You think you know the “original” “found footage film?” You’re wrong if you think that was “The Blair Witch Project,” the breakout blockbuster in the genre, still probably the most profitable film ever made.
But no, that “first” would be “The McPherson Tape,” a micro-budget and for years little-seen alien abduction thriller shot, VHS “home movie style” and turned into movie back in 1989.
In the documentary “The Found Footage Phenomenon,” now on Shudder, we learn that fact, and that the term “found footage” wasn’t coined until years after “Blair Witch,” which came out ten years after “McPherson.” “Blair Witch” co-director Eduardo Sanchez mentions that before the label, “we just called it ‘POV cinema,’ ‘first person cinema'” and the like, before horror’s version of the “mockumentary” got a label all its own.
A lot of filmmakers and the occasional author/expert on the phenomenon that gave us “Paranormal Activity” and its many sequels and imitators show up here to talk about “the camera as another character” and of the “fake” genre of frights “supposedly shot in the real world,” and the communal “lie that we all share in while we watch” these films.
“Diary of the Living Dead” is mentioned, in which George A. Romero tried to make his mark as one of the godfathers of the genre (there are “first person” sequences in his “Night of the Living Dead”), and a lot of the pre-history of this “faddish” phenomenon is laid out, placing the films within the horror tradition of “Dracula” and Steven King’s “Carrie,” literary “first person” horror using letters/reports/court filings about supernatural things that “really happened” as a literary device.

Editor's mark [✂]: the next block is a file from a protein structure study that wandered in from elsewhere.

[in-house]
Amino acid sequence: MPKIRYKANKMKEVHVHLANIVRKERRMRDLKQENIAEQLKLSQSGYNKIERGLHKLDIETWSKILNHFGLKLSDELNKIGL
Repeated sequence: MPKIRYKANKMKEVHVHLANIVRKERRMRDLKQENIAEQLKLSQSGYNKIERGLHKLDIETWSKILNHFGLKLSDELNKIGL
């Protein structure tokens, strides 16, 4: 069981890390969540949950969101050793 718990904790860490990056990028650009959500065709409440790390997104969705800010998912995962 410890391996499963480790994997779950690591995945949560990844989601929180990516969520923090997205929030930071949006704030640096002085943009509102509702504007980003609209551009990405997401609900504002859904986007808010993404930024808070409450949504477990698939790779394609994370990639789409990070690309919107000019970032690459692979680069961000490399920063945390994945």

The “snuff cinema” of “Mondo Cane” and grisly imitations like “Cannibal Holocaust” led to the BBC “sanctioned” (a “presenter” starred in it) “Ghostwatch” and a camera crew capturing (fake) “first person murders” of “Man Bites Dog.” They all owe something to bits of 1960’s Michael Powell shocker “Peeping Tom,” which is folded into this documentary that becomes a blur of talking heads and a drone of repeated points hammered home, a bit of back and forth among filmmakers about who-did-what-first in this or that corner of horror and leading to too-short snippets of the actual films.
“Found Footage” is interesting in so far as it sets certain records straight, but overloading it with interviews means there’s a lot of talk about how the confluence of video-then-phone cameras capturing shocking bits of post-9/11 reality and the spike in screen violence thanks to late ’60s/early ’70s coverage of The Vietnam War. But devoting any time here to the tenuous connection the genre might have with snuff films seems a serious case of mission creep. Most of these films aren’t really “shockumentaries,” even if they’re a somewhat dubiously legitimate antecedent to their existence.
Precious little is done with how such films achieve their effects, and how those effects mimic “home movies” and Youtube “reality” and heighten their impact with fans.
What co-directors Sarah Appleton and Phillip Escott have filmed is a collection of testimonials making their case, a lot of people talking up essential, historic entries in the genre, and a staggering amount of repetitious visual clutter and chatter.
Cut one third of the interviews out, let Alioto, Sanchez and a few others give detailed accounts of what they were trying to achieve and why, and show lots of footage of the filmmakers doing what they set out to do and experts commenting on the context of the times, the tech, etc., and you’d have a more watchable, more focused film.
Rating: unrated, horror violence, some profanity
Cast: Interviews with Eduardo Sanchez, Patrick Brice, Alexandra Heller-Nicholas, Dean Alioto, Shellie McMurdo, Aislin Clarke, Lance Weiler, Stephen Volk, many others.
Credits: Scripted and directed by Sarah Appleton and Phillip Escott. A Shudder release.
Running time: 1:41